IIT Delhi fellowship to launch start-ups

IIT Delhi will become the first tech school in India to begin a fellowship to help research students and PhD degree-holders to launch start-ups with products developed through their research findings.

By Our Special Correspondent
  • Published 18.04.18
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IIT Delhi. Picture by Prem Singh

New Delhi: IIT Delhi will become the first tech school in India to begin a fellowship to help research students and PhD degree-holders to launch start-ups with products developed through their research findings.

IIT Delhi director Prof. Ramgopal Rao told reporters that the PhD incubator would be set up on its Sonepat campus in Haryana in four months.

At present, nearly 2,500 students are pursuing PhD in centrally funded technical institutions but hardly any opportunity exists now for them to start companies based on their research.

PhD students usually pursue a career in academics.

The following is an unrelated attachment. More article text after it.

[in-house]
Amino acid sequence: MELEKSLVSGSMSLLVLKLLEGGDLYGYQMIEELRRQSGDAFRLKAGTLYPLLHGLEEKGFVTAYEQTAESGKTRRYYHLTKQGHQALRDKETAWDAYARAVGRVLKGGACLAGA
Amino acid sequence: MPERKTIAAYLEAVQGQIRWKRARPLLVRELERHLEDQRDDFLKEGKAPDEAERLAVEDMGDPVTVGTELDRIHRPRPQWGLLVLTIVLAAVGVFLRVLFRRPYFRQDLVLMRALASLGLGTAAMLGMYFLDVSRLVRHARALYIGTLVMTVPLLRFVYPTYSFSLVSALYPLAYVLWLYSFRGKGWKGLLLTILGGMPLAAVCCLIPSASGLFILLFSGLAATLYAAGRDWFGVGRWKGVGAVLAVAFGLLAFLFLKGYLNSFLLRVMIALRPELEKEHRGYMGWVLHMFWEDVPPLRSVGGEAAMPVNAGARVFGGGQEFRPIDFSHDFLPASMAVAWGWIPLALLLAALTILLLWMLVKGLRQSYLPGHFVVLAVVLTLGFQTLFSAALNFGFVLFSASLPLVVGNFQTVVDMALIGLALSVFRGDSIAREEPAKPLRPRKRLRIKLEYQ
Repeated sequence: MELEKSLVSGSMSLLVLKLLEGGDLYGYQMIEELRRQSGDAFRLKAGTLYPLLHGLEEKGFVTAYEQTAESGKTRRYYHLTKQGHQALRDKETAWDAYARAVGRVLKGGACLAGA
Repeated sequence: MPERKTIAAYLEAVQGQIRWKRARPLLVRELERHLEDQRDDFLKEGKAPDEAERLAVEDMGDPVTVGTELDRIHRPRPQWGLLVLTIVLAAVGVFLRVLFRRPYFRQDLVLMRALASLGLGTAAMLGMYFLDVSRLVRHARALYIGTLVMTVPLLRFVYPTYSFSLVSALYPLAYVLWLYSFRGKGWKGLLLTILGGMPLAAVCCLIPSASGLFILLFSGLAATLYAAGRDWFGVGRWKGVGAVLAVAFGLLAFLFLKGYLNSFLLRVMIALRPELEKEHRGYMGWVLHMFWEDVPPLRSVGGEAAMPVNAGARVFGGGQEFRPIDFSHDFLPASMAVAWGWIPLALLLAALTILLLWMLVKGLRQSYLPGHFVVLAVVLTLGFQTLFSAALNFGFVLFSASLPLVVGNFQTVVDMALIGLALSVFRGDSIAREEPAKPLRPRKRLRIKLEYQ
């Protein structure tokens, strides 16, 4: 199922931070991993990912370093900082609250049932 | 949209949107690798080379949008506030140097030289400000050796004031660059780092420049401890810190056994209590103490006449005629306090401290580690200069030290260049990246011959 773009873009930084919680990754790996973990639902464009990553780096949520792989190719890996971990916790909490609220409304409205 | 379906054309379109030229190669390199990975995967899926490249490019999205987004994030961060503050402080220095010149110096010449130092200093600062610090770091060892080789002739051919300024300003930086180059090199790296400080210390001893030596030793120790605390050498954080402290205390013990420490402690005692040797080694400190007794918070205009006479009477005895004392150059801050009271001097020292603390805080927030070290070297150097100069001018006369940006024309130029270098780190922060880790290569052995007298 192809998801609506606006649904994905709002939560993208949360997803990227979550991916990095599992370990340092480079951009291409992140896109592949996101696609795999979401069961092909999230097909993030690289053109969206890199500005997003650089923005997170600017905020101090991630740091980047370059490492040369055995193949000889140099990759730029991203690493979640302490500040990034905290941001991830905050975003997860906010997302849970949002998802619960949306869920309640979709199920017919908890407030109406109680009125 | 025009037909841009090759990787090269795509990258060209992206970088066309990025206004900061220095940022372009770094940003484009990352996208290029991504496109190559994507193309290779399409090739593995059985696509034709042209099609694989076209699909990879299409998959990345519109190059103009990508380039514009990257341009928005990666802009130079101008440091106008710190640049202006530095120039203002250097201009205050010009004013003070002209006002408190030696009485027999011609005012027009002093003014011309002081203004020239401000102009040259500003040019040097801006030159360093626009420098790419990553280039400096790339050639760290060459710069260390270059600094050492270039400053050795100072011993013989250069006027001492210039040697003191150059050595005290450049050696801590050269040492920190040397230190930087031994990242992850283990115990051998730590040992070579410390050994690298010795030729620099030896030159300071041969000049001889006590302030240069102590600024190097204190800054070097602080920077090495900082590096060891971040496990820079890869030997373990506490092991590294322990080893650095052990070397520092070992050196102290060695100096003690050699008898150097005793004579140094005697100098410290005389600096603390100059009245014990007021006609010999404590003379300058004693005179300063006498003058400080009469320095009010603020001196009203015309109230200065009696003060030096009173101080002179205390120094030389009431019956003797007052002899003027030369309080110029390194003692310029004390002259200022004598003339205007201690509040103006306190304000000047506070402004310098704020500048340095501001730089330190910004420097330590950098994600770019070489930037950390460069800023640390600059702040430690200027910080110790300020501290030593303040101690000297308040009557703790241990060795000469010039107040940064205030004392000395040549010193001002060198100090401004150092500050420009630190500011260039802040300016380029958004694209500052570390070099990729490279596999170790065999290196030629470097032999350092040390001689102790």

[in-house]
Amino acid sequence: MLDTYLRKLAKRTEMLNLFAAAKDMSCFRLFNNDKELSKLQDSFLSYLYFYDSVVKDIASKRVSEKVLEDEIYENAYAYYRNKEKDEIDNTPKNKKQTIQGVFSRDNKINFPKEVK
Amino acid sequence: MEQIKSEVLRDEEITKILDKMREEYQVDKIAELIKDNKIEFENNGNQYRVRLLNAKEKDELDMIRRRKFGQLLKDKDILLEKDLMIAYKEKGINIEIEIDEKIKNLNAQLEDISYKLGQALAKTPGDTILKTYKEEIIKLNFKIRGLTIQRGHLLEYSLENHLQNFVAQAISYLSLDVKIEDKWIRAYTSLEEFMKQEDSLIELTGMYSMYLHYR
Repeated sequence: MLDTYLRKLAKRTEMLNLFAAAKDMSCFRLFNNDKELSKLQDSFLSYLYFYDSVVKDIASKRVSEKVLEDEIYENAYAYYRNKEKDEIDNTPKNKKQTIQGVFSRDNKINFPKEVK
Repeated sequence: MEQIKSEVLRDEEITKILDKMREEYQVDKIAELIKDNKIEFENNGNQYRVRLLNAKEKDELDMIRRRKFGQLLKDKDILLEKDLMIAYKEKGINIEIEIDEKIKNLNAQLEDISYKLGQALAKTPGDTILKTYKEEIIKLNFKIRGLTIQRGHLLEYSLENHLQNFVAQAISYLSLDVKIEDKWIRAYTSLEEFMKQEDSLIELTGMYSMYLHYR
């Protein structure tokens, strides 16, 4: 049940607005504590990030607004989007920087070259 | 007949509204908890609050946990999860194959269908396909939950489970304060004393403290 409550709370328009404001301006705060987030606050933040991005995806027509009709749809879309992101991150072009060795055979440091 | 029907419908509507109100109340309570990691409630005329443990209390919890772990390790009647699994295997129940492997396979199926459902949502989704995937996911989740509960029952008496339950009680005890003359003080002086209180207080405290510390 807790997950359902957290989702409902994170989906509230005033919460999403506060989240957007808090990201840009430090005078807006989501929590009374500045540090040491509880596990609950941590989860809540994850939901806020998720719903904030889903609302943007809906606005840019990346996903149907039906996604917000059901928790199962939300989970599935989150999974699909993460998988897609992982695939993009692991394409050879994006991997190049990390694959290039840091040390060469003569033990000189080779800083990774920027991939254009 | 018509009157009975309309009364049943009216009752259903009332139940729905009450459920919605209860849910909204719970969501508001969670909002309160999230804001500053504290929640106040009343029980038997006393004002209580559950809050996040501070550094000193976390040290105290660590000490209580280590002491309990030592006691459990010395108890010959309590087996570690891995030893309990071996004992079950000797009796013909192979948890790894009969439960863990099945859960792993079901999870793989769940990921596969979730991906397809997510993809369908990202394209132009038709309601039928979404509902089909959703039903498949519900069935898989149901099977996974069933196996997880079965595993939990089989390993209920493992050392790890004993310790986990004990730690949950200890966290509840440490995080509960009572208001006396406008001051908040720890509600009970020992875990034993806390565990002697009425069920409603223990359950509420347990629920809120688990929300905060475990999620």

"We will give an opportunity to PhD students to launch start-ups by converting whatever they have learnt and discovered. They will get fellowship for three years to pursue their vision," Rao said.

He cited the example of Intel, which was started by PhD students.

IIT Delhi will select 20 candidates based on their research and help them pursue their start-up initiatives. Those who have submitted their theses or have already received their PhD degree will be eligible, said IIT Delhi deputy director M. Balakrishnan.

"If we can incubate 20 companies and two of them succeed, that will be a big achievement," said Rao.

The director said no other IIT or tech school in the country had started such a programme.

He said the IIT would send 50 of its students this summer to villages to understand the problems in rural India. The students will stay in the villages for a short duration.

At an exhibition on Tuesday, the IIT showcased several technology solutions that have been developed at the institute.

One such technology is about prevention of crop residue burning. Developed by researchers at the bio-medical engineering department, the technology seeks to make products such as disposable plates and glasses by using crop residue. Crop residue burnt by farmers in Haryana and Punjab is suspected to be one of the major contributors to air pollution and smog in Delhi.

The IIT has also developed a nasofilter to purify air. The product developed by the textile engineering department can be put on the nostrils.